Anyway, the point is, we started our new assignment today and we wanna taaaalk about iiiiiit! It's already been announced so I'm just going to say it: it's Noragami! Yay! We are enormously excited to be working on this series! Only it's kind of really intimidating, because...well, because I'm uppity, that's why. We got the official assignment the day after we watched the last episode of the Noragami anime, and I remember sitting there during the ending credits and thinking, "We would translate it sooooo much better." Then our editor comes along and says (only not really because he had no idea of the timing), "Hey, you know that series you were so arrogantly confident about? Why don't you put your money where your mouth is?" Ha, ha, ha...
And the thing is, we didn't pay that much attention to the subtitles...I'm not making us sound much nicer, am I? Well, see...it's...it's complicated. It's like...things happen in life that are frustrating, you know? Like our problems with Frozen, and the Maleficent movie and the disappointing Small World anniversary celebration, and Zeus not turning the lights on in his office in the KamiAso anime (hey, new episode tomorrow! yay! ...oh, the unreasonableness) and they're all silly little things that really wouldn't affect me at all if I wouldn't let them affect me so much. Maybe I just brood on it because I'm bored, I don't know. But the point is, they build up and make me irritable and then I get inordinately upset about different translation styles.
So when we translated the table of contents in Noragami today, I was far more worked up than I should have been to translate the title of chapter three, which has the same title as episode three of the anime. The title is "yuki no you na," and the anime translation was "snow-like." For some reason, this makes me extremely angry. Athena explains her reaction as like Cogsworth's, when the Beast let's Belle go: "...Why?" It's not even an inaccurate translation. It's really just a stylistic choice, a matter of artistic differences. What's our problem with it? "Like Snow" sounds so much nicer. On the other hand, the Japanese title specifically ends with a "na," making it an adjective, which might be why the Funimation translator went with "snow-like"--to get more of an adjectival nuance, to in some small way indicate that that title is supposed to modify some unwritten noun. So I guess I just needed to reason it out for a second to assuage my anger, but I still like "like snow" better. So that's what we're going to go with.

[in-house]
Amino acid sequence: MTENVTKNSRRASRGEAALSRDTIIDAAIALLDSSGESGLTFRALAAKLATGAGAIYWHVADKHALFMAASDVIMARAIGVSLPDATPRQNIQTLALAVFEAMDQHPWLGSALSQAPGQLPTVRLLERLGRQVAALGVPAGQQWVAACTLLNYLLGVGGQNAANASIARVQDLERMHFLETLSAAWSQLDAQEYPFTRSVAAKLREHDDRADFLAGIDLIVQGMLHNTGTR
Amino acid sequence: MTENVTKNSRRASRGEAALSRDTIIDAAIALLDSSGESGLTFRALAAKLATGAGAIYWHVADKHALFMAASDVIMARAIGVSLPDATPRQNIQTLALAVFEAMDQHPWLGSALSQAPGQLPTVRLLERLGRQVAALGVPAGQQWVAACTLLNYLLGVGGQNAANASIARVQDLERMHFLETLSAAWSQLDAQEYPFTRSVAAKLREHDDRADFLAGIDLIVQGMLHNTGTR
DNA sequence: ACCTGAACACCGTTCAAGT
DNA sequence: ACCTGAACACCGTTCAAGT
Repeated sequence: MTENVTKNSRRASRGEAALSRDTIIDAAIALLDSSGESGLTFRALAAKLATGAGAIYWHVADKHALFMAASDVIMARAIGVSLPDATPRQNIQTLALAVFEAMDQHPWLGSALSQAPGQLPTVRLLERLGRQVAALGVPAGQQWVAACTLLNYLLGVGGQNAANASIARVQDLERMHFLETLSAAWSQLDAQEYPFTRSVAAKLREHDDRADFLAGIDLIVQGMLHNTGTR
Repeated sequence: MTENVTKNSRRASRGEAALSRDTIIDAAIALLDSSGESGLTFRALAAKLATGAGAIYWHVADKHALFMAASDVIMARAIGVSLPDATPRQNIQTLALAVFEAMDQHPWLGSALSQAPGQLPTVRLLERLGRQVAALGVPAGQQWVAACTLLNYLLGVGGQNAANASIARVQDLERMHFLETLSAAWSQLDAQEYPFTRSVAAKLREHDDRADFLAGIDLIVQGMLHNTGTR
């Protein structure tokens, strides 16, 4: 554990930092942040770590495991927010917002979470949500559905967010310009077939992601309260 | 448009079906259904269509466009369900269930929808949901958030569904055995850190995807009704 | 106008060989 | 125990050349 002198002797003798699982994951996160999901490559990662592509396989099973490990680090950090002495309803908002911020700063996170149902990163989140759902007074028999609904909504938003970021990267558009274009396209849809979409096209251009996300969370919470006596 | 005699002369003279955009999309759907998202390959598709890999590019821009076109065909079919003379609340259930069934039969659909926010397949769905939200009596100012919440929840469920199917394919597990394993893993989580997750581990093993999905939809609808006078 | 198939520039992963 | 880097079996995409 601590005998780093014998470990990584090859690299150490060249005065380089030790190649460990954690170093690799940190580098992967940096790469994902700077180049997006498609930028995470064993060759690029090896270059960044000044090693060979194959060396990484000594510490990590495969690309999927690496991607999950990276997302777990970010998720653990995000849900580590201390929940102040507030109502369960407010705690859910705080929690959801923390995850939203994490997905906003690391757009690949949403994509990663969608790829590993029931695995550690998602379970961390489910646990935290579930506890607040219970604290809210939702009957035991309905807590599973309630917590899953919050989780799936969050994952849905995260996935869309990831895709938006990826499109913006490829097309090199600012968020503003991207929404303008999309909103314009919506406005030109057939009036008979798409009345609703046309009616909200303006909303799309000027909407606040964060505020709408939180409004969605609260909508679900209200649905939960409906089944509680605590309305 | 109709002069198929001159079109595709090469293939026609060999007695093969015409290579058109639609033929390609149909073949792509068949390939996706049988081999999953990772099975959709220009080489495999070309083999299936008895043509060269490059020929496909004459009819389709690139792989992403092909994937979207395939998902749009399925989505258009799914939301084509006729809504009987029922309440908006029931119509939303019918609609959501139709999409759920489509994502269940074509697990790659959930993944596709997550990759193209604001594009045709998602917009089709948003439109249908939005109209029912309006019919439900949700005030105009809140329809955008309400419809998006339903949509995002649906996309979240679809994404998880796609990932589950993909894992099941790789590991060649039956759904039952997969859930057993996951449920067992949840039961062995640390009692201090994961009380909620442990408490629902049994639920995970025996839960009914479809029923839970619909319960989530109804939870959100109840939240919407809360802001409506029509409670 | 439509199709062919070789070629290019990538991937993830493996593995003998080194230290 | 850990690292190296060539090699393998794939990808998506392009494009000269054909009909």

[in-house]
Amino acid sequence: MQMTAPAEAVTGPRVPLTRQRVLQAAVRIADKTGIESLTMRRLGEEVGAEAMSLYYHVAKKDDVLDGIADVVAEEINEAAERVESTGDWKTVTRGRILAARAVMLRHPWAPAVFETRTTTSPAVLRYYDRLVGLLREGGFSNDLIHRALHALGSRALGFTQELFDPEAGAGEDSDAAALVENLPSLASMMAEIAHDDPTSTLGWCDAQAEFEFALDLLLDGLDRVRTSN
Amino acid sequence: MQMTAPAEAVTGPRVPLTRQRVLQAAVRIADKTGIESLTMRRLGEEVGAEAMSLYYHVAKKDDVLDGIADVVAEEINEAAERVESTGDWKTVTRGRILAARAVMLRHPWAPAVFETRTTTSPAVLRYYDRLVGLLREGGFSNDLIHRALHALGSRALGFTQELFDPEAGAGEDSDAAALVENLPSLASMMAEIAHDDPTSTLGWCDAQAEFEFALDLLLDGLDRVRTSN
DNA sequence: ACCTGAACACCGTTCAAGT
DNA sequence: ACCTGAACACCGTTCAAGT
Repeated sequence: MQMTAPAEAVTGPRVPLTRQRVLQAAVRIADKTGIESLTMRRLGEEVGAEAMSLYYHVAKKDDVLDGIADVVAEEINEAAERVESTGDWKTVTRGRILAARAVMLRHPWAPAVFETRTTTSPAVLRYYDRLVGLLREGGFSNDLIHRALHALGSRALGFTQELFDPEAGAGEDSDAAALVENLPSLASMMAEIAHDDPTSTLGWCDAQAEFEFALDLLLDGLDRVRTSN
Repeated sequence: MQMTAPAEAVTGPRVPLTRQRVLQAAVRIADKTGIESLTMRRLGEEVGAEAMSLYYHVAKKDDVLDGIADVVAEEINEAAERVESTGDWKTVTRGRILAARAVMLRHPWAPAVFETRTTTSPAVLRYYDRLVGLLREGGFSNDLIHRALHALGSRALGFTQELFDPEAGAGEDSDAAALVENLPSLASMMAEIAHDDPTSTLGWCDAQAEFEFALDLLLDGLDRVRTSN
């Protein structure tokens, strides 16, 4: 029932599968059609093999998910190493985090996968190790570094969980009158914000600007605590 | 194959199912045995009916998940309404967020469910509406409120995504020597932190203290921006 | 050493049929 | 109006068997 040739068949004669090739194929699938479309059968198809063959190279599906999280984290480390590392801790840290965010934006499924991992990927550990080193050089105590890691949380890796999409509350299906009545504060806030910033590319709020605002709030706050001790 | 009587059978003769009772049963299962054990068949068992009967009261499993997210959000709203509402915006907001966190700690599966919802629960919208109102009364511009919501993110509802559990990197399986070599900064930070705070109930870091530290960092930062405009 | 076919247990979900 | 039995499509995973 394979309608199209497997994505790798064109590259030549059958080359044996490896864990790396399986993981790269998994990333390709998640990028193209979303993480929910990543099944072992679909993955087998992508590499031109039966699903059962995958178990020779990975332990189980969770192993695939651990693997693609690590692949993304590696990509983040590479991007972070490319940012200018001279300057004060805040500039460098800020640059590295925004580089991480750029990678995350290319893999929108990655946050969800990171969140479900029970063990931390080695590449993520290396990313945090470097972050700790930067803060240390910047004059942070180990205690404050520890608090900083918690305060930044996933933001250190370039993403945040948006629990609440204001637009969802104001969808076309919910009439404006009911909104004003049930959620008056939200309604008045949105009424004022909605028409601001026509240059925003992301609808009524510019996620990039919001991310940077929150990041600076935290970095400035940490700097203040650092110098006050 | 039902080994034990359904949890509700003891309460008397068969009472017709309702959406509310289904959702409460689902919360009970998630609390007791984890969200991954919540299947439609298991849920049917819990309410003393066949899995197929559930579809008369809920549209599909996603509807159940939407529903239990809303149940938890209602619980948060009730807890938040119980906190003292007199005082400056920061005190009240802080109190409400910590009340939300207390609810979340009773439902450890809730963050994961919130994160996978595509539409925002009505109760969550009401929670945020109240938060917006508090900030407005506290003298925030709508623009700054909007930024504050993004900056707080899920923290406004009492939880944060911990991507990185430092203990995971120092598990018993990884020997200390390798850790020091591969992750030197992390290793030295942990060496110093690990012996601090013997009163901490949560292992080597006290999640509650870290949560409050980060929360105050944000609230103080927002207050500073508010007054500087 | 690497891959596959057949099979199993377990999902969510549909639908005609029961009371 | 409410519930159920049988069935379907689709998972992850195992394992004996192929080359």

Anyway, Noragami is a challenge, because it has a lot of...oh my goodness, the chant Yato uses when he fights. It's classical Japanese with word play! It's ridiculous! ...Ridiculously awesome. And hard to translate. I have a feeling our second draft is going to take a lot more time than our first. But it also has references to...I want to say Shinto, but I could be wrong, and that has me even more concerned. We're looking into it.
The other thing is that Noragami has a lot of lingo, specialized terms and stuff. That's where things get really interesting, because we have to decide what to translate and what to leave in Japanese. There's a balance to these things, I think. The series is very Japanese, so I think it would be okay to leave a lot of the words that have no English equivalent in Japanese, but then there's this division between the fans of people who want everything translated and people who want as little translated as possible. It's a little scary, actually, because we want so badly to do the series justice. But I think we can do it.
Today I'm very thankful for getting assigned to translate Noragami (still super excited!), getting to listen to our Kamigami no Asobi playlist while we worked (which was a little dangerous when Anubis's and Apollo's songs came up), having a translation of the Kojiki and a book on the Man'yoshu to hopefully help us get some more background on the stuff we might need more background on, getting a little bit more caught up on Psych last night, and having a great excuse to learn more about Japanese culture.